Welcome to The Blog About Nothing. It’s the 21st of July and I am back with another brand spanking new edition of the blog. It’s been brutally hot here in the Northeast but I’m thankful. Why? I’d rather be sweating like a crazy person, instead of shoveling snow. As Game of Thrones would say: Winter is Coming, but I for one, am not ready to even think about cold Northeast United States weather.
So, I won’t. I’ll be honest: I really don’t have a prepared roadmap for this week’s blog. I usually have an idea of what I want to blog about before I post, so that my thoughts can flow through my fingers and on to the post, but this week I have no idea what I want to go on about. None.
This post might be a ramble, but now is a good a time as any to get into the meat of the blog. Let’s do this!
Orenthal James Simpson is a free man. Well, he is a paroled man who will be released on October 1. He is not quite free yet. However, the State of Nevada has granted him parole and he will be released from prison soon.
His release comes with mixed emotions. There are some that are glad that he is being released, for at 70 years old, he has a chance to live out the rest of his life with friends and family. There are also some who are a bit angered that he is out, because although he was imprisoned for stealing his own memorabilia, many still associate him with the murders of Ron Goldman, and his ex-wife Nicole Brown-Simpson.
O.J. was acquitted for that crime, many still think he is guilty, and his being behind bars was seen by some as vindication for his true crime. O.J. being paroled is a slap in the face to that crowd. Which I guess if I’m being honest with myself, I can understand.
I remember where I was when the original O.J. Simpson verdict came down back in 1995. I was 13 years old and just started high school. In a new surrounding and still in the process of finding friends, I used to spend my free time in the school library. My high school had a bit of a college vibe, and our schedules allowed for free periods every day. We had to stay on the school premises, well not really if you were slick enough, but me being who I was I’d chill in the library and read a book on my free time.
Anyway, that fateful day the librarian set up a television and it was tuned to the O.J. Simpson coverage. I remember discussing the case with some of my new found friends and like most debates, it broke down on a racial line. The whites among the group were convinced O.J. was guilty. The blacks in the group were convinced he was innocent. I, as a black man, proclaimed O.J.’s innocence but once again if I am being honest with myself, I felt beyond a shadow of a doubt that he was guilty.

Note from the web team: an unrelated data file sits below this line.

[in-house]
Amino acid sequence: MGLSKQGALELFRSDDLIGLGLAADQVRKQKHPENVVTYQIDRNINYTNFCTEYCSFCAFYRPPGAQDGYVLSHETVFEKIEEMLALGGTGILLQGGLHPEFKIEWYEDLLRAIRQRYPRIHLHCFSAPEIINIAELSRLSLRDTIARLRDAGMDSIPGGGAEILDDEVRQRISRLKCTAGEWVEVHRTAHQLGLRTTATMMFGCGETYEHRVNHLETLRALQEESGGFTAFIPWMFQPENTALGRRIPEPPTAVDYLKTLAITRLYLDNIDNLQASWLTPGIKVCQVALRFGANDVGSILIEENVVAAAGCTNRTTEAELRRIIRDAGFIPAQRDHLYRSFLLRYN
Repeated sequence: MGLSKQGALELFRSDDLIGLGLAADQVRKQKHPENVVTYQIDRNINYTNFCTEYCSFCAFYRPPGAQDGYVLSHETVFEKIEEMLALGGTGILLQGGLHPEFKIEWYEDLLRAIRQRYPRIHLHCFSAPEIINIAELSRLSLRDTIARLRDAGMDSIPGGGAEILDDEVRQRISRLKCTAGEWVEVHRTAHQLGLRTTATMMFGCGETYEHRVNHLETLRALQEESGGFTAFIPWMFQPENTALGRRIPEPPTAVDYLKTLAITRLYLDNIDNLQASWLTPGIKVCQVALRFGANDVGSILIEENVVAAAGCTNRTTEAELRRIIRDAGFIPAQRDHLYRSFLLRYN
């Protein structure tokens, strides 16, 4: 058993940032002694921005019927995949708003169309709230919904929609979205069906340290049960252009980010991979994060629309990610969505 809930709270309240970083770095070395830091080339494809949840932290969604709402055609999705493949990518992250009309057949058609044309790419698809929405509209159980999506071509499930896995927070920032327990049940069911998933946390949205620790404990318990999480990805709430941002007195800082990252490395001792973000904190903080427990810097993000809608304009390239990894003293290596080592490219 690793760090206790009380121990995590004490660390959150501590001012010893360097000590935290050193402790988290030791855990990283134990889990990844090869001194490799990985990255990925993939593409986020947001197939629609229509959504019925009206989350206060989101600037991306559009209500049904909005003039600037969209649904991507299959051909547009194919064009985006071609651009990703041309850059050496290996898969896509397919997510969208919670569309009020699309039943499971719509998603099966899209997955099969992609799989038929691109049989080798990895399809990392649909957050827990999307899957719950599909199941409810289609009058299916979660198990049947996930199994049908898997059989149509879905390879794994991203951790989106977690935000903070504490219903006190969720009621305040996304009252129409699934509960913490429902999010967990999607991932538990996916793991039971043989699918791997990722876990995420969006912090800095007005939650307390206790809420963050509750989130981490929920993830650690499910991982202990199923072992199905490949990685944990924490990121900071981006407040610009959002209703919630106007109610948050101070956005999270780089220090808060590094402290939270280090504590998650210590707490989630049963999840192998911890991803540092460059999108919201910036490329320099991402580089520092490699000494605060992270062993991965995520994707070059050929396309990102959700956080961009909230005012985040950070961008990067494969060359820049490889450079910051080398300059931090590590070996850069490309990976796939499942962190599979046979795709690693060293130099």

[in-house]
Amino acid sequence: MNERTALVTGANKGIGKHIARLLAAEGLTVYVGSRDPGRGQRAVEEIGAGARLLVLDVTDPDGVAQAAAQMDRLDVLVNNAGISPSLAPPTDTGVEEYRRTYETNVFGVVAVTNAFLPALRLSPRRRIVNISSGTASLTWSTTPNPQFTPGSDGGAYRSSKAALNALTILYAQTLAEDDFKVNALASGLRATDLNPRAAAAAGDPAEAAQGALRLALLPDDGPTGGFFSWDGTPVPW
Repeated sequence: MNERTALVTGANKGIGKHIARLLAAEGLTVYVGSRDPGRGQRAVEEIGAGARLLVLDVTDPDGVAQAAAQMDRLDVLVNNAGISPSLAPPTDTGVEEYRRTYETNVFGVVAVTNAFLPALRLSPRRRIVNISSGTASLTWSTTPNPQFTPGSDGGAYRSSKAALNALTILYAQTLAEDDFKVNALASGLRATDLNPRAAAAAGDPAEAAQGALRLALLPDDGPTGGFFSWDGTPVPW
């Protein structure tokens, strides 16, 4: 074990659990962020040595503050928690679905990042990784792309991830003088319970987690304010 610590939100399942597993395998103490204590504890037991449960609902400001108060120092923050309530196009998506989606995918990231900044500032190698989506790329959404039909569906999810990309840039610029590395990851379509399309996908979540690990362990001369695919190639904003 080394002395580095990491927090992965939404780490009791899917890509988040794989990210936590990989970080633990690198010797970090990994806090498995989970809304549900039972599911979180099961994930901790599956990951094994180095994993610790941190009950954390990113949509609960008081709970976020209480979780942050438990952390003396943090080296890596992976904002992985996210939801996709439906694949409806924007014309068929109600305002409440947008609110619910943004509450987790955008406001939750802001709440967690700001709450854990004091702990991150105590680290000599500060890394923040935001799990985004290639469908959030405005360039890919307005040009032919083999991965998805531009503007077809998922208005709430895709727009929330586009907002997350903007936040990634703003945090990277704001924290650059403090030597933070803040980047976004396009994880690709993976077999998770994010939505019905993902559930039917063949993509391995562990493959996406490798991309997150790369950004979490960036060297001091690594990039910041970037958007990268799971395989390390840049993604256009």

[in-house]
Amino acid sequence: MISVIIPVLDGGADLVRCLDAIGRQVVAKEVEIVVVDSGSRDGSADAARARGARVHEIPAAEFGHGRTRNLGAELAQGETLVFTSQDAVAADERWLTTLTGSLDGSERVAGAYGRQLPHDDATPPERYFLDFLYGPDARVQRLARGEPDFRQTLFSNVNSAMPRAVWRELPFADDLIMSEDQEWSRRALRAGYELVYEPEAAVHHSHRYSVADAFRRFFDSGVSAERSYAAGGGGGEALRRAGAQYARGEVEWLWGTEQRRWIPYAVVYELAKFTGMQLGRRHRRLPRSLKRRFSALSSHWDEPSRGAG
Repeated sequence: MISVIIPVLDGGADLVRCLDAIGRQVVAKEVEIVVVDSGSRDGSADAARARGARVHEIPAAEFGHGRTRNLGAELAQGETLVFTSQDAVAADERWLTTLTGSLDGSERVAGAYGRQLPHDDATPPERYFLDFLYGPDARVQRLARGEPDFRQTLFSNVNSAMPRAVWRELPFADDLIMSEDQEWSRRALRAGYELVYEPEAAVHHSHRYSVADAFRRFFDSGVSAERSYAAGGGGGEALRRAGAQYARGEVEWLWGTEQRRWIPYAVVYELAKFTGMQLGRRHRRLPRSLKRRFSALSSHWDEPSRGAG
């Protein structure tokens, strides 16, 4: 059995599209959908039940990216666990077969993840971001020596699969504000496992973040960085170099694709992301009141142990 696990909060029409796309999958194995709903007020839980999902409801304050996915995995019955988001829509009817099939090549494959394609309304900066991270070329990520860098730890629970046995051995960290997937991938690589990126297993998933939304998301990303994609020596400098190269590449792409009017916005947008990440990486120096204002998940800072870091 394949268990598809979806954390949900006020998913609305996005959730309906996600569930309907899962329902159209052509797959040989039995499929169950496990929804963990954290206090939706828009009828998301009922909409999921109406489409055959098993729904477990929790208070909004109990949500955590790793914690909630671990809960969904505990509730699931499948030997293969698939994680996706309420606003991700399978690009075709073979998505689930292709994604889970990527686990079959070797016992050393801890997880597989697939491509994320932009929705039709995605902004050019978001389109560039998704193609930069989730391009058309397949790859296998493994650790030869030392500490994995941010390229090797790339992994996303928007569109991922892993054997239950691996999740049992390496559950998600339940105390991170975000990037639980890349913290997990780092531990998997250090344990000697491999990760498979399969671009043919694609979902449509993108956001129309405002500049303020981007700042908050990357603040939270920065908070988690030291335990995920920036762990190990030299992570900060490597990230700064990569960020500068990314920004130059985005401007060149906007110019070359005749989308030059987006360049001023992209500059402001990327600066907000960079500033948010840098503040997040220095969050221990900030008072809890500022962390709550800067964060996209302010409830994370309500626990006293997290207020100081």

13 year old me sang the public line about Free O.J. but inside I felt he killed those folks. I mean, why run away in the Ford Bronco with Al Cowlings if you’re innocent, right?
So, there I am in the library after the Bronco chase, after the court case, after Johnnie Cochran, Robert Kardashian, Mark Furman etc… and they find O.J. Simpson not guilty. Unbelievable, right? So there goes 13 year old me, running from the library, running through the hall screaming (well I likely was not screaming loudly) not guilty. I felt a weird sense of pride that O.J. was able to win that court case.
I say it was weird because I was so sure that he was guilty. However, it was a proud moment. I remember coming home from school and I couldn’t wait to tell my then 11 year old sister that O.J. was not guilty. She could not have cared less, really (she still doesn’t because she barely bat an eyelash as yesterday’s news). My parents did not care either.
Truth be told I don’t think neither one of them understood my fascination with it all. Then again, I probably was naïve to the fact that they had to walk their own tightropes on the issue. Both of them worked in predominately white and conservative work places so screaming Free O.J. would have probably been a huge misstep for them. I guess if they felt anything, it would have been acceptable to let their young son lose himself in something he didn’t really understand.
So, that was me then. Me now? At 35 I feel bad for O.J. Simpson. The last 20 plus years of his life has been a turmoil of his own making but now he’s being released into a world that will provoke him at every turn. Social media for example will be one huge minefield he will have to navigate. Hopefully those close to him will appeal to him to stay away from that.
Also, going out into the everyday world is going to be something that will be an issue. How will O.J. Simpson be received by the public? Will he be embraced? Vilified? How will that go for him?
The smart thing to do, or at least what I would do if I were him, would be to lay low but something tells me that is not the way O.J. is going to play this thing. Nope. He appears to be someone who still has his vanity and air of celebrity, so I would expect a whole lot of O.J. Simpson come October 1.
That’s it. I’m done. Thanks for reading.
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